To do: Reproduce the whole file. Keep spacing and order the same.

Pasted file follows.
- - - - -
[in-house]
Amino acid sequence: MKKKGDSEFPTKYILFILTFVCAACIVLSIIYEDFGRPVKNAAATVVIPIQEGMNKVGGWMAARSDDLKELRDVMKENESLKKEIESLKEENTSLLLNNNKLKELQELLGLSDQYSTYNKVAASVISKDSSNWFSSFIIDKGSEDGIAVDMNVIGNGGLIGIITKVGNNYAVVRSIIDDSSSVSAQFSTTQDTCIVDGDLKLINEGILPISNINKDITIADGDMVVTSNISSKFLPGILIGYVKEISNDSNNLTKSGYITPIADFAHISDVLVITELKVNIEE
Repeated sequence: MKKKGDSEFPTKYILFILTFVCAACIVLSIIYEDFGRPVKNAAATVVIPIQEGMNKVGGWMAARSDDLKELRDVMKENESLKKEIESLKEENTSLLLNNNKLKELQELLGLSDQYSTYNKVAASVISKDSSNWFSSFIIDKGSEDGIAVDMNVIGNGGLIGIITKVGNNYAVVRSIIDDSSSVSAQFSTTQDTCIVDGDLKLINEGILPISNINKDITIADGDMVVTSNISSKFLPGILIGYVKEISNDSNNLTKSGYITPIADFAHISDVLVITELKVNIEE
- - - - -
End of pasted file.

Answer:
[in-house]
Amino acid sequence: MKKKGDSEFPTKYILFILTFVCAACIVLSIIYEDFGRPVKNAAATVVIPIQEGMNKVGGWMAARSDDLKELRDVMKENESLKKEIESLKEENTSLLLNNNKLKELQELLGLSDQYSTYNKVAASVISKDSSNWFSSFIIDKGSEDGIAVDMNVIGNGGLIGIITKVGNNYAVVRSIIDDSSSVSAQFSTTQDTCIVDGDLKLINEGILPISNINKDITIADGDMVVTSNISSKFLPGILIGYVKEISNDSNNLTKSGYITPIADFAHISDVLVITELKVNIEE
Repeated sequence: MKKKGDSEFPTKYILFILTFVCAACIVLSIIYEDFGRPVKNAAATVVIPIQEGMNKVGGWMAARSDDLKELRDVMKENESLKKEIESLKEENTSLLLNNNKLKELQELLGLSDQYSTYNKVAASVISKDSSNWFSSFIIDKGSEDGIAVDMNVIGNGGLIGIITKVGNNYAVVRSIIDDSSSVSAQFSTTQDTCIVDGDLKLINEGILPISNINKDITIADGDMVVTSNISSKFLPGILIGYVKEISNDSNNLTKSGYITPIADFAHISDVLVITELKVNIEE